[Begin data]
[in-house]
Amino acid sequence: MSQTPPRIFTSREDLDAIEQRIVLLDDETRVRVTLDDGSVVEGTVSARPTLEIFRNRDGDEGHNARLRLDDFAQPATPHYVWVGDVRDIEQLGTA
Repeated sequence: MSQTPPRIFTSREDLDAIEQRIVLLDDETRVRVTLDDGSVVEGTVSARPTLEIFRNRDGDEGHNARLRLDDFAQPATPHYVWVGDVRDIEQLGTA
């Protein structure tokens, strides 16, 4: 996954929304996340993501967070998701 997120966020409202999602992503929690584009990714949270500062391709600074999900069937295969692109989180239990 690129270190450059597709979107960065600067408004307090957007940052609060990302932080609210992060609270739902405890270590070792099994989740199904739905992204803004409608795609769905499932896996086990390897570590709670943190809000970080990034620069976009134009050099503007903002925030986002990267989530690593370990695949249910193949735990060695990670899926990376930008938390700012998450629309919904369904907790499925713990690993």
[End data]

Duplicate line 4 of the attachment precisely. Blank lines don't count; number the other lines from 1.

């Protein structure tokens, strides 16, 4: 996954929304996340993501967070998701 997120966020409202999602992503929690584009990714949270500062391709600074999900069937295969692109989180239990 690129270190450059597709979107960065600067408004307090957007940052609060990302932080609210992060609270739902405890270590070792099994989740199904739905992204803004409608795609769905499932896996086990390897570590709670943190809000970080990034620069976009134009050099503007903002925030986002990267989530690593370990695949249910193949735990060695990670899926990376930008938390700012998450629309919904369904907790499925713990690993």